Paris

Corinne Mercadier

Galerie Isabelle Bongard

With her latest series of photographs, Corinne Mercadier comes full circle. For about ten years now, this Parisian artist has used a Polaroid camera to explore the ambiguous territory between public and private space. Starting with standard-format color photographs that she shoots with an ordinary camera and has developed commercially, she uses her Polaroid camera to invest the ready-made world of the snapshot with a contemplative awareness of time.

Until now, she applied her latter-day alchemy to landscapes and seascapes devoid of human figures. The places and spaces depicted are still anything but realistic in the new photographs, with their heightened contrast and diminished depth, not to mention their “polarized” palettes of rust, turquoise, and faded yellow. But here, for the first time, there are people as well: two young children, a man, a woman. Without exception, the figures are fragmented—often just a head or a torso is seen from behind, or perhaps bathed in shadow in such a way that it seems the subject has wandered unexpectedly into the foreground—but they are photographed with a kind of familiarity and intimacy that immediately suggests a personal connection.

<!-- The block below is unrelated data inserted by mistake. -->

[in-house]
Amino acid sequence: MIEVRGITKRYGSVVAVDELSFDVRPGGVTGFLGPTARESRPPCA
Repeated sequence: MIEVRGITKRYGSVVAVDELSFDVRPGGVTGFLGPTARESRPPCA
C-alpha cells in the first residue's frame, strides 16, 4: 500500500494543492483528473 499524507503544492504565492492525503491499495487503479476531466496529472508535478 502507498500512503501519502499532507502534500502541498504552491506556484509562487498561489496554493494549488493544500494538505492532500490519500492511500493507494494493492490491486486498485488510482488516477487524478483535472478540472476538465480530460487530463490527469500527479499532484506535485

And this is the full circle, for Mercadier’s Polaroid prints return to the subject for which the instant camera was originally intended: the family. Even more precisely, her family—son, daughter, husband, self. This poses a rather obvious, troublesome question. Are these “just” family snapshots, recording bits and pieces of a summer vacation at the seashore?

Even at first glance, this is hardly the case, for one thing because of all the transformations that Mercadier achieves at the Polaroid stage, and for another because the resulting SX-70 prints have been enlarged to an almost monumental format of about 30-by-30 inches—this third round of printing imposing a further transformation of texture and definition. And at second or third glance, as it were,the images that typically appear in these photographs—beach scenes, boat scenes, lots of water, sunlight, and clouds—convey something other than the expected familial content.

In fact, it is the space that has been defined, not the place. For all the visual density of the images, with their added layers of shadow and light, as well as their elaborate surface geometry, it is impossible to identify the settings beyond determining that they depict a harbor or beach or vacant lot. As for the figures, each one of them turns out to be looking at or for something that escapes the camera’s eye, and the eye of the viewer as well. Charged with the tension of uncertainty, the everyday ceases to be commonplace.

For Mercadier, these human presences caught up in their own private thoughts are above all markers of absence: “They’re disappearing before our eyes, and we don’t have any clues at all.” But the very process of creating these “reworked flashes of life,” she suggests, is a way of battling her own anxieties about death and the passage of time. “When I rephotograph them,” she says, “I have all the time in the world.” Which is probably the best explanation for why the resulting images are not “just snapshots,” nor are they “just art.”

Miriam Rosen